By Lesley Grimm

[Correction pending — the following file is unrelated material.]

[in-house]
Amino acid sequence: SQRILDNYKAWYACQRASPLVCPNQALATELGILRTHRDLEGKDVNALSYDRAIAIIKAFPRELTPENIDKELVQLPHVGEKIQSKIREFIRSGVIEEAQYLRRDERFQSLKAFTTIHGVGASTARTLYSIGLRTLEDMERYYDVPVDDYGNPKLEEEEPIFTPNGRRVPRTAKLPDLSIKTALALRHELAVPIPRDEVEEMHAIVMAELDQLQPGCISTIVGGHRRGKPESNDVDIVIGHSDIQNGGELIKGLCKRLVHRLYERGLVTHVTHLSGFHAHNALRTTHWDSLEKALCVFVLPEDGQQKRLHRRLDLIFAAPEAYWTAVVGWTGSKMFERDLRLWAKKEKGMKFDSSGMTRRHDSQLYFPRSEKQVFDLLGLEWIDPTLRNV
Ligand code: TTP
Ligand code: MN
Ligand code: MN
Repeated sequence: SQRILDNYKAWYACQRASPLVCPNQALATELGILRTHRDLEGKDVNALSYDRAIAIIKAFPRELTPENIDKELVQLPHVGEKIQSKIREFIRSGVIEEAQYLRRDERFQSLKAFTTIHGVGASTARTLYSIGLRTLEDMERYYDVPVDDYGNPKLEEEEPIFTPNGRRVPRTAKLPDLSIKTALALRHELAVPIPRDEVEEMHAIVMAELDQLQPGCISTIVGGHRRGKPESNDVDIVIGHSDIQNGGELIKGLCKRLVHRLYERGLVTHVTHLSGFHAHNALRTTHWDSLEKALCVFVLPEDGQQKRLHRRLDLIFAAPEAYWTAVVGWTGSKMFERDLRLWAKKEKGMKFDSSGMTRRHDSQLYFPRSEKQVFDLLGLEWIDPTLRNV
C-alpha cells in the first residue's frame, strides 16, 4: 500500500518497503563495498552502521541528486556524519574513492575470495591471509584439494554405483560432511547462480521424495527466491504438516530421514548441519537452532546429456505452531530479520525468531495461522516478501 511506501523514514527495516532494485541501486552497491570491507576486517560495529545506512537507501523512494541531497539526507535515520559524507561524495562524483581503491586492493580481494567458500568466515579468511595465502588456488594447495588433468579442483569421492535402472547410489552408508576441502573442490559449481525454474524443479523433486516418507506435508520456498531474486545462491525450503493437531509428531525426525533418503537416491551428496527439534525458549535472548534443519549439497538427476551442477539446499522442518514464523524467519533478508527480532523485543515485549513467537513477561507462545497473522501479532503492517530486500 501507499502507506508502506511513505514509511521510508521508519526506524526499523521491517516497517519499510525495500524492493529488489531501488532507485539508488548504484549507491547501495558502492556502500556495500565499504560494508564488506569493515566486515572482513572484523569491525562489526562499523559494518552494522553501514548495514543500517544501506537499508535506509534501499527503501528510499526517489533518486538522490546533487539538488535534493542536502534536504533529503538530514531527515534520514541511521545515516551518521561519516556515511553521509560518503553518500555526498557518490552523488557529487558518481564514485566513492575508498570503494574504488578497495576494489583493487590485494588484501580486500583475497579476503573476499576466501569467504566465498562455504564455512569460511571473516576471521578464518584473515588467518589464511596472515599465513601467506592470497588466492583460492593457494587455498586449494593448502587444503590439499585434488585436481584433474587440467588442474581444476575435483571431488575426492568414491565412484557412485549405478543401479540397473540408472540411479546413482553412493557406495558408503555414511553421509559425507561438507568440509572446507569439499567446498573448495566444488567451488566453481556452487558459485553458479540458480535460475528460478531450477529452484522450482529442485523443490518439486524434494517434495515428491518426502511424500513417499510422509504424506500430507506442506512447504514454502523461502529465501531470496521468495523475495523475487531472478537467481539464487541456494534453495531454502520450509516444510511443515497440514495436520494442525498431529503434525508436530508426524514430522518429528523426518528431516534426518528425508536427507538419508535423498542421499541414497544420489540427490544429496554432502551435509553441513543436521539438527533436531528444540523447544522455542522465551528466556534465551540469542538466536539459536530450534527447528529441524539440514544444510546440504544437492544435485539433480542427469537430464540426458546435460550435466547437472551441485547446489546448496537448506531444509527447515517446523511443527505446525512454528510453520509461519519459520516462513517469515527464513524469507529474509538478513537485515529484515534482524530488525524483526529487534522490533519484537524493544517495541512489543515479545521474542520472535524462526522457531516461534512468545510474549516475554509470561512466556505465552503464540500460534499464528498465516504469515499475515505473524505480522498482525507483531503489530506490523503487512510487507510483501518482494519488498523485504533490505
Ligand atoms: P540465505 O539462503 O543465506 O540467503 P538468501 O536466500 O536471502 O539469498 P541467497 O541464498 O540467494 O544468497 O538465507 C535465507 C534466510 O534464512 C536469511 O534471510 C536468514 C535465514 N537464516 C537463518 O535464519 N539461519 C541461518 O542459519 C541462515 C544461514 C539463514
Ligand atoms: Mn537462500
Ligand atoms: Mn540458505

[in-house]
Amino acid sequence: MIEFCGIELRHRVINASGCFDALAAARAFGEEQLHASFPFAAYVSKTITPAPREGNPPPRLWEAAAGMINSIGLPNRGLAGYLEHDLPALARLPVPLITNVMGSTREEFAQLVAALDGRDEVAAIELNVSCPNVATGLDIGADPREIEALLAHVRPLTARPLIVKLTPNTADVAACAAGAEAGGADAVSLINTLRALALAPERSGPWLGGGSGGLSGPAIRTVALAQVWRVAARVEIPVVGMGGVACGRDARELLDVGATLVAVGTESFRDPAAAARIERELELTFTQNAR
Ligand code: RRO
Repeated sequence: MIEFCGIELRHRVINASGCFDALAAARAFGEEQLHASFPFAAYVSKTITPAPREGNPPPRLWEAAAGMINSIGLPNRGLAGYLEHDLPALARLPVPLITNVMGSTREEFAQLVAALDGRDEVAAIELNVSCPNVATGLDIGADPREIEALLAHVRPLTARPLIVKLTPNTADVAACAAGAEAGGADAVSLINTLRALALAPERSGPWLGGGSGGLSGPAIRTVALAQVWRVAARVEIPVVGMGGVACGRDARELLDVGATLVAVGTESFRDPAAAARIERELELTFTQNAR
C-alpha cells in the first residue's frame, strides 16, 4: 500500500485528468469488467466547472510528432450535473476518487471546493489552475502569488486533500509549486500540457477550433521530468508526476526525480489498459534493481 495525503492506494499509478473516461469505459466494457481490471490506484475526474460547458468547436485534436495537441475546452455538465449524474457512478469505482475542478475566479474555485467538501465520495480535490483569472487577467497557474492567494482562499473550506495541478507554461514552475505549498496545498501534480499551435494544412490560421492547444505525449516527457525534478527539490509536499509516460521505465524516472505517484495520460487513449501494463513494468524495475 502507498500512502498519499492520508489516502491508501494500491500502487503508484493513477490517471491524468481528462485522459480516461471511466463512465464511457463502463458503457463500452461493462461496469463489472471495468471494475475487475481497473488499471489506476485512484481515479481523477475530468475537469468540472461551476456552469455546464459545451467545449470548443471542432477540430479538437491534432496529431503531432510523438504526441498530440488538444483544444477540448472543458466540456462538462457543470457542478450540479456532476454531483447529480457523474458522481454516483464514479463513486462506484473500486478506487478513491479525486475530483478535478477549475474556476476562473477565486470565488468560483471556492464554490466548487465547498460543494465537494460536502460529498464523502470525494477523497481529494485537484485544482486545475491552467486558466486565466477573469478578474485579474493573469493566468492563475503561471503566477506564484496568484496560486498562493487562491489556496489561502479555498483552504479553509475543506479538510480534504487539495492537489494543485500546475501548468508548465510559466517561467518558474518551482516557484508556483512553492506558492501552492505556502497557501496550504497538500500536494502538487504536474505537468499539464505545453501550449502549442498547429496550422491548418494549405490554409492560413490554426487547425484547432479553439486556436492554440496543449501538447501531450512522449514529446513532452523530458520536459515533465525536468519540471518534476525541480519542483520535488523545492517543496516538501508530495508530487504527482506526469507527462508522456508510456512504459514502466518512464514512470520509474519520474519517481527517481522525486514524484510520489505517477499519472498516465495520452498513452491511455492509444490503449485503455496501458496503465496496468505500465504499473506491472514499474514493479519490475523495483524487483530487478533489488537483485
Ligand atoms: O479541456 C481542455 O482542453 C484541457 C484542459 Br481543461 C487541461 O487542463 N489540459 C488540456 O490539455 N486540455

Brooklyn’s live music scene hits a string of high notes in the month of February. This week, 24-7 turns up the volume on two bands that are rolling through our borough. Exit Clov and Warm in the Wake are both signed to Livewire, an Atlanta-based label that seeks to launch new artists with “musical integrity.” These two offerings deliver the goods. While their sounds are unique, both acts take shelter under that generously-sized genre umbrella of “indie-pop.” Both of these groups also feature musical siblings. It seems brothers and sisters that grow up together not only learn how to share their toys, they can create rockin’ good music too. Enter, Exit Clov This quintet spits out tracks that are both playful and intelligent, and so it should come as no surprise that these five smart cookies spring from the intellectual hotbed that is Washington, DC. After citing musical influences including Blondie to Hungarian composer Bela Bartok, your instincts tell you to expect a sound that is original and daring. Exit Clov is both of those things, and very likeable. The band is co-fronted by sassy identical twins Emily and Susan Hsu. These sisters that look the same also sound the same. They work their twin pipes to their advantage, creating memorable “super-tight harmonies,” as bassist Brett Niederman puts it. The sound on the band’s latest six-song EP “Respond, Respond” is hard to categorize, but the product seems to straddle eighties punk and a more-traditional rock vibe. Sugary-sweet vocals sit pretty on top of bed of Niederman’s impressive bass work and John Thayer’s infectious drum beats. Aaron Leeder’s guitar skills and effects pedal-power are showcased throughout, and run the gamut from funk to gritty rock. The band also weaves in a barrel of synth sounds too, giving the music a vintage flavor. The uber-talented Hsu twins also play violin, and they bust out their fiddles when you least expect it. With song titles like “Moving Gaza” and “Community BBQ”, the band’s lyrics drip with satire and politics. But Niederman points out their lyrics are all open to interpretation. “We’re very open to that,” he said. “Violent Berries” is featured in the band’s first music video and chills at a much slower pace. With haunting lyrics like “War is old, so we don’t know it now” and “Conversation’s old, makes my fingers numb” the song seems to make a strong and timely statement. Exit Clov is at their strongest during truly dance-worthy numbers like “MK Ultra” and “DIY”, and we’re told it’s these two tracks that get the audience all riled up during live performances. Catch Exit Clov February 18 at the Trash Bar, 256 Grand Street in Williamsburg, (718) 599-1000. Music starts at 9 pm, and Exit Clov is the third band on stage, playing at 11 pm. Cover charge is $6. “We’re definitely influenced by our geography,” vocalist Chris Rowell said. Rowell is one of four true southern charmers who go by the name of Warm in the Wake. Now Georgia-based, all four band mates call Alabama their home sweet home. That “down south” musical upbringing emerges in their debut EP “Gold Dust Trail.” The release is a relaxing radio-friendly fare of gentle and soothing pop songs. In their lyrical content, this band skips the heavy political messages and also sidesteps the familiar fodder of girls and heartbreak. Instead, the band delivers thought-provoking and nostalgic messages about the human experience. The opening lines from the EP set the tone: “I’m disassociative.. It’s not a problem.. Living downtown here with one another.” Growing up listening to their parents’ records, band members gained an early respect for legends like The Beatles, The Byrds and Pink Floyd. Fittingly, “Gold Dust Trail seems to pay musical homage to a psychedelic time gone by. Right on, man! Warm in the Wake’s musical chemistry is tangible, and with good reason. Bandleader Chris Rowell has been playing alongside drummer James Taylor Jr. since they were pubescent teens. Rowell and Taylor have paired up with another duo that goes way, way back: brothers Daniel and Andy Barker, on keyboards and bass respectively. Self-described as “simple American songs”, “Gold Dust Trail” mixes feel-good melodies and toe-tapping beats — with a good shake of country of course. The sound is an earthy blend of acoustic guitars, pedal steel and mandolin. Rowell’s vocals are instantly amiable and Daniel Barker shines on the ivories, especially on hit-worthy tracks like “Hearts Vs Heads” and “Golden Inhibition Destroyer.” And apparently the recorded version of WITW is just a tease of what to expect during their live show. The band is known for ramping up the energy on stage, and showcasing both the depth of their musicianship and the tightness of this group through musical exploration. “When you’re live, it’s such a different experience,” Chris Rowell said. “Dan’s keyboards are just phenomenal!” Warm in the Wake joins a lineup of bands February 23 at the Brooklyn Lyceum, 227 4th Avenue in Park Slope, 1-866-GOWANUS. Cover charge is $8, and doors open at 8 pm. If you miss them there, there’s another chance to see them February 25 at Southpaw, 125 5th Avenue in Park Slope, (718) 230-0236. Cover charge is $8, and doors open at 8 pm.